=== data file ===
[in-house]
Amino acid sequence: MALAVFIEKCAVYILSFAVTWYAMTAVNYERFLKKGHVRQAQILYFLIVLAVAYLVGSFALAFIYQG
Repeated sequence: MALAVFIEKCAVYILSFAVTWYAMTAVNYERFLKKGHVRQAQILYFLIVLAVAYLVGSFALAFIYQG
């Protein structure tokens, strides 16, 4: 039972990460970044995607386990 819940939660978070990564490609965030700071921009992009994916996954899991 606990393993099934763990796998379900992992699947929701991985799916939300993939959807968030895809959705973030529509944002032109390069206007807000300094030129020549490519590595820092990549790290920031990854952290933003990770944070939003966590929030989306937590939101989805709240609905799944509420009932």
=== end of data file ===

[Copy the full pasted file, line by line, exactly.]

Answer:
[in-house]
Amino acid sequence: MALAVFIEKCAVYILSFAVTWYAMTAVNYERFLKKGHVRQAQILYFLIVLAVAYLVGSFALAFIYQG
Repeated sequence: MALAVFIEKCAVYILSFAVTWYAMTAVNYERFLKKGHVRQAQILYFLIVLAVAYLVGSFALAFIYQG
């Protein structure tokens, strides 16, 4: 039972990460970044995607386990 819940939660978070990564490609965030700071921009992009994916996954899991 606990393993099934763990796998379900992992699947929701991985799916939300993939959807968030895809959705973030529509944002032109390069206007807000300094030129020549490519590595820092990549790290920031990854952290933003990770944070939003966590929030989306937590939101989805709240609905799944509420009932």